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Mar
28
answered Utterly Confused with OOP - How do I overcome a beginner's hurdle?
Mar
10
revised Using scoped enums for bit flags in C++
implement option 3
Mar
5
awarded  Nice Answer
Mar
5
revised Why do all <algorithm> functions take only ranges, not containers?
added 424 characters in body
Mar
5
comment Why do all <algorithm> functions take only ranges, not containers?
@svick that single object may reperesent a collection (or, again, some operation over a collection), but the OP was asking for it to be a collection, which is different. The range approach seems like a more reasonable compromise in C++ than some lazily-evaluated collection facade.
Mar
5
comment Why do all <algorithm> functions take only ranges, not containers?
@Hurkyl that's true, and the motivation behind Boost.Range.
Mar
5
comment Why do all <algorithm> functions take only ranges, not containers?
I agree the whole container, forwards case is very common, but wanted to point out that it's a much smaller subset of possible uses than the question suggested. Specifically because the choice isn't between whole container and partial container, but between whole container and partial container, possibly reversed or otherwise adapted. And I think it's fair to suggest that the perceived complexity of using adapters is greater, if you also have to change your algorithm overload.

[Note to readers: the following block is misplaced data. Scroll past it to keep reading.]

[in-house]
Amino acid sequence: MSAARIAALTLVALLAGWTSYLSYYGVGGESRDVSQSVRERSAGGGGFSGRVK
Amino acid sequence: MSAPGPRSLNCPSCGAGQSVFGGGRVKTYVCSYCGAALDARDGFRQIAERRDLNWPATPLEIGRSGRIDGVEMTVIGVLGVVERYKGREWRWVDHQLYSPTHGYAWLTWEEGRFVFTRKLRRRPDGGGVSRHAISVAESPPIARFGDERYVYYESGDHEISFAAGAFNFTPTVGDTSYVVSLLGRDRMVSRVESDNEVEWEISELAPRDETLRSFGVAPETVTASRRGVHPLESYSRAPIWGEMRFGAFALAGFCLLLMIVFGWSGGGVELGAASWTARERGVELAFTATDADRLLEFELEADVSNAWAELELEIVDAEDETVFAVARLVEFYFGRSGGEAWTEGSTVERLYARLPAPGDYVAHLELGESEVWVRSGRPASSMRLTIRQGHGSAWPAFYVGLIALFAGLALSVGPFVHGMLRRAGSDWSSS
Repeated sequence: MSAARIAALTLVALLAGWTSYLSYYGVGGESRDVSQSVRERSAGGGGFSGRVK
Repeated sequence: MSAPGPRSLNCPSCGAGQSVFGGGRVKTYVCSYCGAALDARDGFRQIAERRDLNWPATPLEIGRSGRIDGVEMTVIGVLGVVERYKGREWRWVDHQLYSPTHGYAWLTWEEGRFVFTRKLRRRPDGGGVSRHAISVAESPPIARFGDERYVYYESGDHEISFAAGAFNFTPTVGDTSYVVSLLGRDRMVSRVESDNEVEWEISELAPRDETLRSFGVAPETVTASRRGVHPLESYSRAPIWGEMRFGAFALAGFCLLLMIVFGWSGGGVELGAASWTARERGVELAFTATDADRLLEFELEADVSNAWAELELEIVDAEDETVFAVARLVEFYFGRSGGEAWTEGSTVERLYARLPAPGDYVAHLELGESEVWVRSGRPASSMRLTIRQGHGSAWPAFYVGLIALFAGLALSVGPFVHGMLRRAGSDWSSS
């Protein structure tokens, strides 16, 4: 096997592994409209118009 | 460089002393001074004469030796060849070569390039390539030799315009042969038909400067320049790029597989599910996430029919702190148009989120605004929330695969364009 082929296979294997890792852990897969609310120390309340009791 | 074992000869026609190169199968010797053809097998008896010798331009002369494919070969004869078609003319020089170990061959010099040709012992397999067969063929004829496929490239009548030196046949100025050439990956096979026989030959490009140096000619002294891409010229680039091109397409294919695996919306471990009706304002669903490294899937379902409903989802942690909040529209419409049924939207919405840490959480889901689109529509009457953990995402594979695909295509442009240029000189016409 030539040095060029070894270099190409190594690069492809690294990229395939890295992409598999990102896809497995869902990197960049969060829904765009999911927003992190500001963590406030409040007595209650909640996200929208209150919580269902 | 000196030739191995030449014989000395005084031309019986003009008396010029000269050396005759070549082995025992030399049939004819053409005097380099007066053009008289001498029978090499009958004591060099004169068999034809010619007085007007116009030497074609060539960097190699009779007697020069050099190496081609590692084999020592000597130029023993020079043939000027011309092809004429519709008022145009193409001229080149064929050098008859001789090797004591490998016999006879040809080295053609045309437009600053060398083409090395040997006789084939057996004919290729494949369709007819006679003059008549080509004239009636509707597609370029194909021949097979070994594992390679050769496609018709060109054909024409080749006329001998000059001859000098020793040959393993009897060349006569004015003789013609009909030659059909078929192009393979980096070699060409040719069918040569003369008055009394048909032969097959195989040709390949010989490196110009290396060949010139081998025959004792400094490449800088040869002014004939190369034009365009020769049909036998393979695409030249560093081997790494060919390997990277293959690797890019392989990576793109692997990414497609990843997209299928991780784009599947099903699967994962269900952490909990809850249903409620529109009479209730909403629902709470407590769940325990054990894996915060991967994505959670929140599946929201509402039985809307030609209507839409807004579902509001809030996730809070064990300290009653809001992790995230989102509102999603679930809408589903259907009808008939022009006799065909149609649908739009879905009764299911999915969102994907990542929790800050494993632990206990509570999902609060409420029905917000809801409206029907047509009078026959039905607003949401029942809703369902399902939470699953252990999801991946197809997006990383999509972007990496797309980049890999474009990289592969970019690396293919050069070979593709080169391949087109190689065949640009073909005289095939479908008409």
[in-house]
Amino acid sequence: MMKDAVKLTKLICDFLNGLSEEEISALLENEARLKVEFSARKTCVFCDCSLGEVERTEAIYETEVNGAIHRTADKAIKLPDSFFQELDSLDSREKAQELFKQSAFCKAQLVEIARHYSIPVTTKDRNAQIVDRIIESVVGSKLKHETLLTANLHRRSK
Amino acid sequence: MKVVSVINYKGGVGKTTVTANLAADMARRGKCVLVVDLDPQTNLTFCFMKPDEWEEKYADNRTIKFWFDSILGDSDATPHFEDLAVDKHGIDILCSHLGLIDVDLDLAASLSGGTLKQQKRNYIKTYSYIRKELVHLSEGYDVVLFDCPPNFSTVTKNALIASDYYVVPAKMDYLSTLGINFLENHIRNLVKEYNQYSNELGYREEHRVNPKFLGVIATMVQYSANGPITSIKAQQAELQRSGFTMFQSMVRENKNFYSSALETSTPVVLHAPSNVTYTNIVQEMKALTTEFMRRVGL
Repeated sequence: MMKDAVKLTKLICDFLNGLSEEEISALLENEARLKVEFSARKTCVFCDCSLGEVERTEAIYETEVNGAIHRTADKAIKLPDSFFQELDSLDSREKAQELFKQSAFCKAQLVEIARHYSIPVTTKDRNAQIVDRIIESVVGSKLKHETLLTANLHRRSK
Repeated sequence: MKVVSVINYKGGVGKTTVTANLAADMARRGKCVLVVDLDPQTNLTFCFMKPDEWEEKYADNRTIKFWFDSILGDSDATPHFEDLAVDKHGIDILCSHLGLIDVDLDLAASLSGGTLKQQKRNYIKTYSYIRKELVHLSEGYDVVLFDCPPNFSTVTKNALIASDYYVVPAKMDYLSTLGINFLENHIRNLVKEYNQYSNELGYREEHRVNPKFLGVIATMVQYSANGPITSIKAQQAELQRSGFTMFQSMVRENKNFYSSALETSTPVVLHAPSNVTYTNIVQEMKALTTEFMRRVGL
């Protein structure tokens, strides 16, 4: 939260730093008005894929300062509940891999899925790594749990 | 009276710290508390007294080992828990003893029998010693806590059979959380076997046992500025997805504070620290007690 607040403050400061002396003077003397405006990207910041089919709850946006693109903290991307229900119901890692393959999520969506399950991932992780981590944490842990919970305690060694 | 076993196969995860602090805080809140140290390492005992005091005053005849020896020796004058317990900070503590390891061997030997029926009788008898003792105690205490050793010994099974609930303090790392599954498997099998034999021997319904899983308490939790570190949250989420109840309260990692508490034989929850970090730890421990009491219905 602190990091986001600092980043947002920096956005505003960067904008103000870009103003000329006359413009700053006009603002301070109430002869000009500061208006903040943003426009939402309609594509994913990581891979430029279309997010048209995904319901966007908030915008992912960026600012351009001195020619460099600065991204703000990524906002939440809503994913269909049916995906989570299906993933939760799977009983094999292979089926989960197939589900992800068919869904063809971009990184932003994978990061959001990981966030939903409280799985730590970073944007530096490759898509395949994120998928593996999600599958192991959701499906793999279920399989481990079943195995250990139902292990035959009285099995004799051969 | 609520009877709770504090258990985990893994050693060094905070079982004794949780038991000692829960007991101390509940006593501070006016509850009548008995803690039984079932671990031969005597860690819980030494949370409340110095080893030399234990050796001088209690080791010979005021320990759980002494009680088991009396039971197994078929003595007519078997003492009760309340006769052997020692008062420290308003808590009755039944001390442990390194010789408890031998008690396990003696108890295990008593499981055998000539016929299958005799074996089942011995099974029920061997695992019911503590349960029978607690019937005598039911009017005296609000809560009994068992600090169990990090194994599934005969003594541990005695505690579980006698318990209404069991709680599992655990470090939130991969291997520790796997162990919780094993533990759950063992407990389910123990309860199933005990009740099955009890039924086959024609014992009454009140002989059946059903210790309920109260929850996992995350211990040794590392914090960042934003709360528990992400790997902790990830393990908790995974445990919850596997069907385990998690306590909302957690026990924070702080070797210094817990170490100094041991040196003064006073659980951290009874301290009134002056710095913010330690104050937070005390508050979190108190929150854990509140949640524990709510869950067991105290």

Mar
5
answered Why do all <algorithm> functions take only ranges, not containers?
Feb
6
comment ANSI C pointers corrupted values
If it's a specific pointer getting corrupted, run under a debugger and add a watchpoint on the pointer. It'll break execution when something overwrites it. Otherwise, try using something like valgrind, or a static analysis tool, to detect buffer overruns.
Jan
30
comment Programming with Dyslexia
Irrelevant side-note: the key feature of an nxn matrix isn't the value of n, but the fact the matrix is square. Does that help?
Jan
27
comment A pattern to “atomically” update a pair of objects
Not really, you asked for a pattern and that's what this is. The idea is that ensuring atomicity isn't the responsibility of either individual account, but of a dedicated object. Ultimately you do need two method calls, you just wrap them in a Transaction to get the guarantee you requested.
Dec
20
revised How to represent a geometric line programmatically?
added 32 characters in body
Dec
18
revised How to represent a geometric line programmatically?
should stop direction test if first nonzero element is positive
Dec
18
answered How to represent a geometric line programmatically?
Dec
18
comment How to represent a geometric line programmatically?
Should that be L = R + tV?
Dec
6
comment Help me think in C++
some binary network protocols map naturally onto fixed-size structures, as do things like on-disk filesystem structures and some file formats. All of those also suit overlaying the struct onto buffers, to avoid redundant copying.
Dec
5
awarded  Enlightened
Dec
5
awarded  Nice Answer
Dec
5
answered Help me think in C++
Dec
2
revised Modularity and “encapsulation” in C
note on encapsulation